In December, 1867, he delivered a speech at Southport declaring the urgency of addressing Irish church and land reform. Although its endorsement of disestablishing the Anglican Church in Ireland completely reversed Glasdstone's views on church and state from early in his parliamentary career, this was not, Jenkins argues, a sudden change. Over the succeeding three decades, he had grown wary of the corrupting effects of political interference in church affairs. He had needed to be circumspect in his public opinions, however, as a representative of the parson-heavy electorate of Oxford University. Once he had changed to his Lancashire constituency in 1865, he was freed from this constraint.
Shortly after the Stockport speech, Lord Russell retired, thus elevating Gladstone to leader of the opposition.
In the Spring of 1868, Gladstone introduced three resolutions on Irish reform. They carried either by handsome majorities or unopposed; Ireland was an issue which united rather than split (like electoral reform) the Liberal majority. He followed this up with a bill to end new appointments to Irish benefices, which carried easily in the Commons though it was later rejected by the Lords. Disraeli was forced to face the reality that his party was unable to govern. Being in no hurry to dissolve parliament just two months into his premiership, however, he announced the dissolution but delayed it for half a year on the basis that a new election should only be contested after the previous year's Reform Act had been implemented.
Gladstone conducted a vigorous campaign for his Lancashire seat, marked by some of his most noted campaign oratory. Jenkins reprises, with humor, one of his effective riffs:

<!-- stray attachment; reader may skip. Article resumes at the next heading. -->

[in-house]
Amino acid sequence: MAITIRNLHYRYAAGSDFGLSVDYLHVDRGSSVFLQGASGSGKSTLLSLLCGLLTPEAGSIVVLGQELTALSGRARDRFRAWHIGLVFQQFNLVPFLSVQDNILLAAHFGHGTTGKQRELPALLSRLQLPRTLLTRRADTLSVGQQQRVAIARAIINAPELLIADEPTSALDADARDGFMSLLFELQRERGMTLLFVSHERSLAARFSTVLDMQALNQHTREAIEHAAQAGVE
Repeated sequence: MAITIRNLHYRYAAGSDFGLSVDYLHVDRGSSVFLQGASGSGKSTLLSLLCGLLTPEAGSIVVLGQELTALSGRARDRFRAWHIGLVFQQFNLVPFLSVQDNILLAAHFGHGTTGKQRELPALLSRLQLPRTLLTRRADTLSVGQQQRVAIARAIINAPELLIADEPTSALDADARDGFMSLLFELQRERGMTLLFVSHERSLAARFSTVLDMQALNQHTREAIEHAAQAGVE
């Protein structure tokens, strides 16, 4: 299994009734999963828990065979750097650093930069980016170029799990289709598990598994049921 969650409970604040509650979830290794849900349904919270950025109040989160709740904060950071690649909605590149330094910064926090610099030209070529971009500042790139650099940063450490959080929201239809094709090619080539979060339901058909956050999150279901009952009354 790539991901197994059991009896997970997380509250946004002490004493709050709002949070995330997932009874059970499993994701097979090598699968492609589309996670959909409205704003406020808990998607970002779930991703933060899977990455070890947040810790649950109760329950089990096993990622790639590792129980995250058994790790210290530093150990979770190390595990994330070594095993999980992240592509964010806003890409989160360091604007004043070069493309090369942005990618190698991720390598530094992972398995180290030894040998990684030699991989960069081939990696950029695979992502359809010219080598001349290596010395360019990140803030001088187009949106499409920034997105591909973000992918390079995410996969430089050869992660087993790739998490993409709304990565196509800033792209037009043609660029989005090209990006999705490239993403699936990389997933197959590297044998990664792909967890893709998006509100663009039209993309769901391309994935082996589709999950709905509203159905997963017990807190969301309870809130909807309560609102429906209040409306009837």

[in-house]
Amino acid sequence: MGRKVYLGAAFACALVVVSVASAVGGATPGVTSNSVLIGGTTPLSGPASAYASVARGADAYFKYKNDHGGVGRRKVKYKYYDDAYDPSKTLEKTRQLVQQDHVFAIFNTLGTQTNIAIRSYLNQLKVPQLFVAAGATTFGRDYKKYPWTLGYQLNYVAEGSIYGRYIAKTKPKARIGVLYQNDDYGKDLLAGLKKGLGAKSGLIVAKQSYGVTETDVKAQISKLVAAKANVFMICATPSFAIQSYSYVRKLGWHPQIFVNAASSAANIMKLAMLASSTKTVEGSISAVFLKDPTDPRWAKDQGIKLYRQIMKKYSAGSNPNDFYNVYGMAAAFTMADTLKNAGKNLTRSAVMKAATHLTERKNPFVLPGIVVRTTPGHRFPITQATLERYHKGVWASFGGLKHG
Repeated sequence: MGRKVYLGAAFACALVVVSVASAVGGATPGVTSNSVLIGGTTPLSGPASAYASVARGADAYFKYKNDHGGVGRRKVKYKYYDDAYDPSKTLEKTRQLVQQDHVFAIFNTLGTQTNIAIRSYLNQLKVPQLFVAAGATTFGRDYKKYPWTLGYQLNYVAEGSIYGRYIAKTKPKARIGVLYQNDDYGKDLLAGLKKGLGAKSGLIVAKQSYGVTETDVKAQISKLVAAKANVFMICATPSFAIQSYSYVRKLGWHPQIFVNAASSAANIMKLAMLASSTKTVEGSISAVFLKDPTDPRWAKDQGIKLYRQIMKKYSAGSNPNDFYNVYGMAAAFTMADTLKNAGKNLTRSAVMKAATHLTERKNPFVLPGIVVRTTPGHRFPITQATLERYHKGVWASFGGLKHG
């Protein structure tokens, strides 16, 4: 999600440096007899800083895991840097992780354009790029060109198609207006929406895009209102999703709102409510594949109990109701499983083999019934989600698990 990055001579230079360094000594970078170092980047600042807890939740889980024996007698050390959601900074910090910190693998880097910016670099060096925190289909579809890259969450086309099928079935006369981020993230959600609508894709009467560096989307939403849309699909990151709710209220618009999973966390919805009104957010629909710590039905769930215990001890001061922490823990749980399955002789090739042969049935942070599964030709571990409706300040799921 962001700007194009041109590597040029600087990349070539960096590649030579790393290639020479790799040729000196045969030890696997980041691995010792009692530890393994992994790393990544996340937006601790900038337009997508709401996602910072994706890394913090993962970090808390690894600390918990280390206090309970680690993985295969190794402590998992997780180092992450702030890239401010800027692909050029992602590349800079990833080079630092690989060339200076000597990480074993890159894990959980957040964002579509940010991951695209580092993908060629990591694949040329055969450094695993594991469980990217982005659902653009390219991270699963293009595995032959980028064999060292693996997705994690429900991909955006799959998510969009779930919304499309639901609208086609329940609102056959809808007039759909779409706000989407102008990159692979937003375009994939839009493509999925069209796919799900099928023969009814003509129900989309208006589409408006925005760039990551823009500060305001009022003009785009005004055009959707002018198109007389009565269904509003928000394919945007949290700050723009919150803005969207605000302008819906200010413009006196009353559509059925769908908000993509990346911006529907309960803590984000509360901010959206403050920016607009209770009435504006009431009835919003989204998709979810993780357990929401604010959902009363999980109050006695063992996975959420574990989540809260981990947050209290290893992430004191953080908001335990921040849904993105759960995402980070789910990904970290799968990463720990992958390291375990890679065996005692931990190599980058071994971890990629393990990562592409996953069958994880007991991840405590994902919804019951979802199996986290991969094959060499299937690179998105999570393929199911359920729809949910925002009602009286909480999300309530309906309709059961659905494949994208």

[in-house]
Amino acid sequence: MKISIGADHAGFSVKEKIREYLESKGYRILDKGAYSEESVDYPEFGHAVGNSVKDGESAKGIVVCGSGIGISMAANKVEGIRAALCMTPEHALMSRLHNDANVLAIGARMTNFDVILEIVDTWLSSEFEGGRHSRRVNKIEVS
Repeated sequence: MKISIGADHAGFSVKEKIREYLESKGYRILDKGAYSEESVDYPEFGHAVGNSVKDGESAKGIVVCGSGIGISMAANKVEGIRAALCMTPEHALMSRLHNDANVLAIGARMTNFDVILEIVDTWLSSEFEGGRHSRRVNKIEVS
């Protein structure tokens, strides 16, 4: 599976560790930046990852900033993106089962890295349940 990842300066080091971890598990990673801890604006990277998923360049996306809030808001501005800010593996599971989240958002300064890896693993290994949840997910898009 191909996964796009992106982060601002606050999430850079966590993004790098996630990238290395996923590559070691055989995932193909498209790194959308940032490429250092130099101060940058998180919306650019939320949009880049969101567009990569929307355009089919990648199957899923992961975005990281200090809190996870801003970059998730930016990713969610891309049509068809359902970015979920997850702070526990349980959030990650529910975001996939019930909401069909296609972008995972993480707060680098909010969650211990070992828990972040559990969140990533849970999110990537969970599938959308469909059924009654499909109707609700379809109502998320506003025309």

In the event, Gladstone led the Liberals to a smashing 112 seat majority while embarrassingly coming up short in his own constituency, which turned out to be singularly resistant to the merits of Irish reform. This was not too inconvenient for Gladstone, who had already won election from the London seat of Greenwich a week earlier.[H]e responded to the accusation that his Irish proposals would destroy the constitution by mockingly recalling that he had already known it wholly ruined and destroyed seven times, starting in 1828 with the repeal of the Corporation and Test Acts and ending (for the moment) with the Russell government's attempt at suffrage reform. Understandably in the circumstances, he omitted to mention that he had himself been violently opposed to the first three of the seven measures. (287)
Gladstone spent the winter recess putting together his cabinet and preparing the Irish reform legislation. He also propitiated the queen, who had objections on matters of personnel (she didn't want Clarendon as foreign minister) and policy (Ireland) -- successfully on the former, but, characteristically, less fully than he thought on the latter.
Gladstone's Irish reform bill passed by crushing majorities of over a hundred on each of its readings in the Commons, and even passed the Lords comfortably on second reading. The decisiveness of the votes reflected in part the increasing clarity of the division in British politics after the muddled and fluid mid-century period. But it was also a testament to Gladstone. Throughout, Gladstone's powerful oratory, mastery of detail, skillful management of debate, and not least his attentive wooing of allies (starting with his full and careful consultation with his cabinet) and opponents (including the bishops), steered the bill to success. The bill was threatened when the Lords backtracked on disendowment (though not disestablishment). In the end, however, the Lords and the church hierarchy were cognizant (or made so) of the dangers entailed by standing athwart a bill so overwhelmingly supported by the Commons, and in the end Gladstone only had to accept some small concessions to win approval.
In the rest of the chapter, Jenkins surveys Gladstone's passion for rearranging his books, his delight in dispensing patronage (especially church appointments, but also grants of nobility), and his infatuation with Laura Thistlethwayte.
Post a Comment